Magazine article The Christian Century

Move On

Magazine article The Christian Century

Move On

Article excerpt

Sunday, March 6

1 Samuel 16:1-13; Psalm 23; Ephesians 5:8-14; John 9:1-41

SAMUEL, THE Billy Graham of his day, was adviser to the political leader Saul, the Pete Rose of ancient Israel. Samuel anointed Saul to be the first king of Israel. But soon (to quote James Thurber), "confusion got its foot in the door" and went through the entire "symptom." Samuel observed Saul disobeying the explicit word of God, and it became Samuel's job to inform Saul that God had rejected him as king.

The Bible tells us that Samuel "grieved" (abal) over Saul. But Yahweh told Samuel that the time for grieving was over, and that it was time to appoint a new king.

Sometimes we just need to move on.

The Amish resist certain aspects of "moving on." I appreciate the Anabaptist resistance to the inhumane features of "progress," the Anabaptist call to simplicity and fidelity to ancient traditions. But why stop with the 19th century? Why not go to a period prior to buggies, ovens, cupboards and battery-operated adding machines? The operative word here, as Donald Kraybill so ably demonstrates, is the German word Gelassenheit, or "yieldedness"--to God's loving, providing and guiding will. But sometimes what is perceived as Gelassenheit is actually a stubborn resistance to the inevitability of change.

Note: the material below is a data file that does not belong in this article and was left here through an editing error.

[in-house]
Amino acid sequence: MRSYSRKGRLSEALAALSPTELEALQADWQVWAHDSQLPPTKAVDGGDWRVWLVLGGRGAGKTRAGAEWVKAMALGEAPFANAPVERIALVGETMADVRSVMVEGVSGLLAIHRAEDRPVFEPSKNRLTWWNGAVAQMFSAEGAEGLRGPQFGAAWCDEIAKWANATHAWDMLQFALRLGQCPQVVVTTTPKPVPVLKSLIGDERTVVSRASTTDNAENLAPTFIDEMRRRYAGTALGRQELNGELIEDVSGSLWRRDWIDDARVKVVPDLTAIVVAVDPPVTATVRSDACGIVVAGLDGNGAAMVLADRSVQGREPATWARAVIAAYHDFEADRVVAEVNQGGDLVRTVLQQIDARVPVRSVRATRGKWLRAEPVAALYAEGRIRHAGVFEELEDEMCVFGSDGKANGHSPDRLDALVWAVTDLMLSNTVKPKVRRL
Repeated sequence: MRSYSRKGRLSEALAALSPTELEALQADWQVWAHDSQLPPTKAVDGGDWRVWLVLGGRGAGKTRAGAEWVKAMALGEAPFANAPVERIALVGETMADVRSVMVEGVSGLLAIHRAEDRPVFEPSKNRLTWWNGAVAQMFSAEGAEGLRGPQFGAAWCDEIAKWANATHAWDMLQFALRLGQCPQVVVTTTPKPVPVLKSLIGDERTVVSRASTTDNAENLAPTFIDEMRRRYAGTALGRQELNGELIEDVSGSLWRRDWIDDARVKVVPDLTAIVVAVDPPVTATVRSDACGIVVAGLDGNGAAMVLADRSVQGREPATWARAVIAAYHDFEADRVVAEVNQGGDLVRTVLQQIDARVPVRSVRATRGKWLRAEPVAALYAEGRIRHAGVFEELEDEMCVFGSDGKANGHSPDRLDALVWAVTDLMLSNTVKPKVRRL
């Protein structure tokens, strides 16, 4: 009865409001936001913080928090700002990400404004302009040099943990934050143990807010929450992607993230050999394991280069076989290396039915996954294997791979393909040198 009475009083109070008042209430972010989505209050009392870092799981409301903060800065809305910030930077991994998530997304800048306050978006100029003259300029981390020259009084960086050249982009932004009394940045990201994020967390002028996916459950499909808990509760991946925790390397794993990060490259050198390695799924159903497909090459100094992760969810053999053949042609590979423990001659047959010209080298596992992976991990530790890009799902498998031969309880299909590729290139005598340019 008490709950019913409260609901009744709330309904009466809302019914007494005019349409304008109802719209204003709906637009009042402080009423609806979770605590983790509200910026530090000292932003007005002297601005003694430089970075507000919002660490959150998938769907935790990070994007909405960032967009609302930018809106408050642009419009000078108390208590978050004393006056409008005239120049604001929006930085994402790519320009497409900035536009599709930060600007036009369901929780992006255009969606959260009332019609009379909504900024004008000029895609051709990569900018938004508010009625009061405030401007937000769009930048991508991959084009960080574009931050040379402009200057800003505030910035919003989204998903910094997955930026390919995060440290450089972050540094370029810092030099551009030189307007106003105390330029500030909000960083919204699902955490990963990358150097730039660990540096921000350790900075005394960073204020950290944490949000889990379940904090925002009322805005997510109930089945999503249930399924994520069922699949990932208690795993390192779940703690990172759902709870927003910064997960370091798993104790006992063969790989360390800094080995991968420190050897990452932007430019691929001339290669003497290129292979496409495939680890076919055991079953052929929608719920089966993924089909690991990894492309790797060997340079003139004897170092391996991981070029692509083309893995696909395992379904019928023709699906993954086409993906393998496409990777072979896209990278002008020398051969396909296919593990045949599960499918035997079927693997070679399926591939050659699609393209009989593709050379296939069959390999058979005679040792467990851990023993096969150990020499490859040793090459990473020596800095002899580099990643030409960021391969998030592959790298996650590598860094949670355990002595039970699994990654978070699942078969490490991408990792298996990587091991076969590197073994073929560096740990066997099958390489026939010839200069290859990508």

The gospel proclaims an alarming fact about historical movement--it is what God is all about. The entire Bible hinges on one undeniable reality: reality is God's workshop. God doesn't give Abraham a set of beliefs but an event (a smoking fire pot) and a rite (circumcision). And God gives the Christian church a son--a child born of a woman whose reputation was stained, and reared by a father who surrendered his status as a tsadiq or "righteous man." Yet this son does not just teach the gospel: he embodies it.

In acting this way God sanctifies history, making it something to embrace instead of resist. When Samuel resists he hears the voice of God directing him to a future that will be better. That future will include David the shepherd boy. Like all shepherds, he is often on the move. As the author of Psalm 23, David the shepherd lies down, is led beside still waters, walks through the shadow of death and sits in the presence of his enemies. David will do whatever it takes to guide his sheep even as he remembers that Yahweh is his shepherd, guiding him.

Then another shepherd will arrive. Jesus the Good Shepherd will be the Light of the World, removing darkness and trumping, for example, the darkness of the man born blind. Like Samuel, the disciples will "get stuck" because they'll wonder whose sins have made the man blind. But Jesus, pushing them into the "Shepherd's era," will lead them to see that simplistic correlations from the past (sin leads to curse, obedience leads to blessing) do not always work. …

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